Background: Cognitive development is one of the most important aspects of child development. Stimulation is essential, especially for children between 1 and 2 years of age. Play materials is one realm where choice is relatively limited.
Objective: We investigated the relationships between play materials and cognitive ability.
Methods: This large, prospective, community-based cohort study, in the four regions and the capital of Thailand, studied the relationships between toys and cognitive ability in 4,116 children when they reached the first year of life. Details of play toys were collected at home and cognitive scores were measured using the Capute scale two weeks later. Multivariable analysis incorporated the following variables in the final multiple regression model, the 12 types of play materials, study center, parent factors (i.e., age, education, marital status, and income), and child factors (i.e., sex, weight, height, gestational age, birth weight, breastfed, hospital admission, mother-child attachment, number of members in family, number of sibling, iodine consumption, and life events).
Results: The first three common materials played with at home included push/pull toys (75.3%), home utensils (75.0%), and sound-making toys (73.9%). Adjusted for the potential factors, five out of the 12 types of play materials were significantly associated with the Capute scale, viz., sound-making toys (p = 0.029), push/pull toys (p = 0.003), creative toys (p = 0.003), natural materials (p = 0.002), and storybooks (p = 0.027). Children who played with natural materials had a higher Capute score than those who did not, with the mean difference of 1.9 (95%CI: 0.7 to 3.1). This was followed by creative materials (mean difference = 1.8, 95%CI: 0.6 to 2.9), and push/ pull toys (mean difference = 1.8, 95%CI: 0.6 to 3.0).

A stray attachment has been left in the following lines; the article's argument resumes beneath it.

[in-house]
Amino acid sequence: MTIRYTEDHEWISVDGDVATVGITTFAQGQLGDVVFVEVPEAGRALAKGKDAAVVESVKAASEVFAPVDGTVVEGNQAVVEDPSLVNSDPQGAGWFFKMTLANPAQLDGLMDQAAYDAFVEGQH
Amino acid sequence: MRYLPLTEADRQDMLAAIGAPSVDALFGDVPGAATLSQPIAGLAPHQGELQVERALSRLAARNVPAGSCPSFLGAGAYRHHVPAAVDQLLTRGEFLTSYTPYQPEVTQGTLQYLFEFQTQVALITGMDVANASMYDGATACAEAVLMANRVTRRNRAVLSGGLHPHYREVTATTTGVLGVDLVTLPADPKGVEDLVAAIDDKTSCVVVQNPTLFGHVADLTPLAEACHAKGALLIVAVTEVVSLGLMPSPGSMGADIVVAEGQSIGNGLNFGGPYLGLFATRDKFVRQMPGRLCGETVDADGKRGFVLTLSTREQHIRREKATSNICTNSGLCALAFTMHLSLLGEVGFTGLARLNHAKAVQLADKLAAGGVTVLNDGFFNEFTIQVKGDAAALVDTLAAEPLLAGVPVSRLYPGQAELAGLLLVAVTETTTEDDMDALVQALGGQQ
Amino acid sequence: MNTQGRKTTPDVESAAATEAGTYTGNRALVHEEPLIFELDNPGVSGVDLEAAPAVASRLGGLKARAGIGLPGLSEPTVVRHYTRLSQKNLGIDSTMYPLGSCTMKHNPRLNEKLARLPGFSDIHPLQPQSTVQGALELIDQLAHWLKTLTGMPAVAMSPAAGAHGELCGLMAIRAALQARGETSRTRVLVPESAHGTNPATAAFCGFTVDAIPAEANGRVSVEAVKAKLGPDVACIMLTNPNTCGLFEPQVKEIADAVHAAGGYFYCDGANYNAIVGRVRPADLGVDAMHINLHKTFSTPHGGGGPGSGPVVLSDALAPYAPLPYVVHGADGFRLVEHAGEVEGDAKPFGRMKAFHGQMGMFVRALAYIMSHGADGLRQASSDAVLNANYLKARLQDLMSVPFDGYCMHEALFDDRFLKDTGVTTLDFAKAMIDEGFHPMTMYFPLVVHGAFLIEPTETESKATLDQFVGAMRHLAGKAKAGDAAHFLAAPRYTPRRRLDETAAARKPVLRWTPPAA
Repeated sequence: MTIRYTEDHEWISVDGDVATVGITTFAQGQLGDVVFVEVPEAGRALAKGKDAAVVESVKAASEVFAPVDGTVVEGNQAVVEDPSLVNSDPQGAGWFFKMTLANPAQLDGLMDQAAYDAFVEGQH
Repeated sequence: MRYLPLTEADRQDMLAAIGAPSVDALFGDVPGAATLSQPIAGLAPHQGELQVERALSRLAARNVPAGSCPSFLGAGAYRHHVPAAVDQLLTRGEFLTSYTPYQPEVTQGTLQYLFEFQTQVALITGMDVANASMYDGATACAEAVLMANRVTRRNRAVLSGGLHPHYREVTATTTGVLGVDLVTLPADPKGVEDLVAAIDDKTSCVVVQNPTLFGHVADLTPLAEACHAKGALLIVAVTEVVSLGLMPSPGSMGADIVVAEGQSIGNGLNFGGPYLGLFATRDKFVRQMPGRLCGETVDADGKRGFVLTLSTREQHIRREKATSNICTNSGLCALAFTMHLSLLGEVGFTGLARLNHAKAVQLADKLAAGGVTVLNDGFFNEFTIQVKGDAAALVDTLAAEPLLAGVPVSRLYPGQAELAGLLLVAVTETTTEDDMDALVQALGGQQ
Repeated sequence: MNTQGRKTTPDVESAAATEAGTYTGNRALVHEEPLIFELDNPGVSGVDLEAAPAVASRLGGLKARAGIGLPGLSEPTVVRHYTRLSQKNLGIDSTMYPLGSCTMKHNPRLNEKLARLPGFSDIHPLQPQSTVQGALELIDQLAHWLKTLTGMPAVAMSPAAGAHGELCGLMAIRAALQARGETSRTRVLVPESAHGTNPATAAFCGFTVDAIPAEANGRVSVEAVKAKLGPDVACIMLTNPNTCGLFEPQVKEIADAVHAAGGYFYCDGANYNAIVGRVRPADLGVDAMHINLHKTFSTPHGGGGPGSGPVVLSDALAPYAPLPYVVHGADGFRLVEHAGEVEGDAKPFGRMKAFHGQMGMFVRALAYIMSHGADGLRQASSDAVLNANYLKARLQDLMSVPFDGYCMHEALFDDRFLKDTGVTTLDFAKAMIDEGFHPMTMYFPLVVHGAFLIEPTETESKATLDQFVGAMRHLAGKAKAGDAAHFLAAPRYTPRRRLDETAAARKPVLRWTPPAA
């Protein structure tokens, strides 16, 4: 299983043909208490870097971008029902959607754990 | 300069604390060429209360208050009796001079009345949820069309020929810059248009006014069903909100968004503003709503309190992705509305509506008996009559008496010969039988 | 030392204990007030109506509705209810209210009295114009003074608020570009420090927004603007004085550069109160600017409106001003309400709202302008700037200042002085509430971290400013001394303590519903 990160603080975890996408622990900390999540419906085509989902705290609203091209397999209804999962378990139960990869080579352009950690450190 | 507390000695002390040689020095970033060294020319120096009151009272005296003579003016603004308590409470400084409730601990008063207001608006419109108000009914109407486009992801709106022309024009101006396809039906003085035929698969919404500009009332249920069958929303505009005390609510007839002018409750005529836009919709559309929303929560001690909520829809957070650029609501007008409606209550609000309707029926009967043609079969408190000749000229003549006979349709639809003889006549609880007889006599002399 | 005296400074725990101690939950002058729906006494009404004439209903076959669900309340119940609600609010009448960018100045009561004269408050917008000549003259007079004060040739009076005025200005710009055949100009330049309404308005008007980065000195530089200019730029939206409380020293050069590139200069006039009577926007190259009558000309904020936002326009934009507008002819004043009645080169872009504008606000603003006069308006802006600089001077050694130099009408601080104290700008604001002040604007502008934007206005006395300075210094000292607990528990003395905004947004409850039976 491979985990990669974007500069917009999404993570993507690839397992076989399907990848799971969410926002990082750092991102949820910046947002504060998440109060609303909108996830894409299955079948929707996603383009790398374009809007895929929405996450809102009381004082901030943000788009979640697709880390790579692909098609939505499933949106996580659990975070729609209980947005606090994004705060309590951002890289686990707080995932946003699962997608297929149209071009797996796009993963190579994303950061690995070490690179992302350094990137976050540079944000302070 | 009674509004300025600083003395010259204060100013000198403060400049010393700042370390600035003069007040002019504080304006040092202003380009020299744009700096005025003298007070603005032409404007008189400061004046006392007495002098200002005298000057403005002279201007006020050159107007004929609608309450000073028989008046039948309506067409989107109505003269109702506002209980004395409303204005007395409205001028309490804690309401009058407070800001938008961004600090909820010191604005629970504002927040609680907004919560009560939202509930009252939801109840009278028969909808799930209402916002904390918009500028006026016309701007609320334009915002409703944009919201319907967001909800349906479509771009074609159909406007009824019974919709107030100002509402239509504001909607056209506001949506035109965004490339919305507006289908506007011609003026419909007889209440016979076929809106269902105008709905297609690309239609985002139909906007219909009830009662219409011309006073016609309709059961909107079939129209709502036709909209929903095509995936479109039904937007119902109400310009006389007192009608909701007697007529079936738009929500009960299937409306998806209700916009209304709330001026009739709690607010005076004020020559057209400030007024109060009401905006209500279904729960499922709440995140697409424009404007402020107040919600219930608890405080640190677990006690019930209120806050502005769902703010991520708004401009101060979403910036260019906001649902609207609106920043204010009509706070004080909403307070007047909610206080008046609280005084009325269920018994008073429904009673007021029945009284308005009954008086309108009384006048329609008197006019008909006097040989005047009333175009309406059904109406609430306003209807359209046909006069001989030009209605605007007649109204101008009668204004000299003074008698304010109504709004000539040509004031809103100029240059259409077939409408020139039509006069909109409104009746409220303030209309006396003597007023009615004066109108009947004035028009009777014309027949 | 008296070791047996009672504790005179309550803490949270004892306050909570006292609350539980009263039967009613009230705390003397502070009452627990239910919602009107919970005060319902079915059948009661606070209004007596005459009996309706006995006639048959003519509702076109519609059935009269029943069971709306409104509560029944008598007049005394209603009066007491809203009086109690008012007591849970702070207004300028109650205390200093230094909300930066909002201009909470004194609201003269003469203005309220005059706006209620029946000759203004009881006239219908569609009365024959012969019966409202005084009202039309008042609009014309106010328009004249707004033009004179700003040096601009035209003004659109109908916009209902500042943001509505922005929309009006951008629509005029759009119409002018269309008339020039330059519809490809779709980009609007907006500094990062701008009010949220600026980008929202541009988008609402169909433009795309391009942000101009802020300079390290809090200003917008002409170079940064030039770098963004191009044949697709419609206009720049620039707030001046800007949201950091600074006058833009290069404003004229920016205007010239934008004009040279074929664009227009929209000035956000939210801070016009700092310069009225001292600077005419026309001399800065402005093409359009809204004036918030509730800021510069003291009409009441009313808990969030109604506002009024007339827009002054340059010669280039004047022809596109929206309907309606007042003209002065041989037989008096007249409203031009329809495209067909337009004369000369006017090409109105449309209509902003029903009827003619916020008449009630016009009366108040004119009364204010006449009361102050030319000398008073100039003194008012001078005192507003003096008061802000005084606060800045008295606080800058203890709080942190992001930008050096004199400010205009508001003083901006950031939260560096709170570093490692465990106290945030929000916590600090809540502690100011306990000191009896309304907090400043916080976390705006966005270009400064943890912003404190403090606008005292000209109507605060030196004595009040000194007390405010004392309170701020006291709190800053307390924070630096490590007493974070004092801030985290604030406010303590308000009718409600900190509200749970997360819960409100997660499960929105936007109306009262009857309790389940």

Conclusion: The results of the current study underscore the importance that natural materials, creative materials, and push/pull toys be available for children to play with during the first year of life.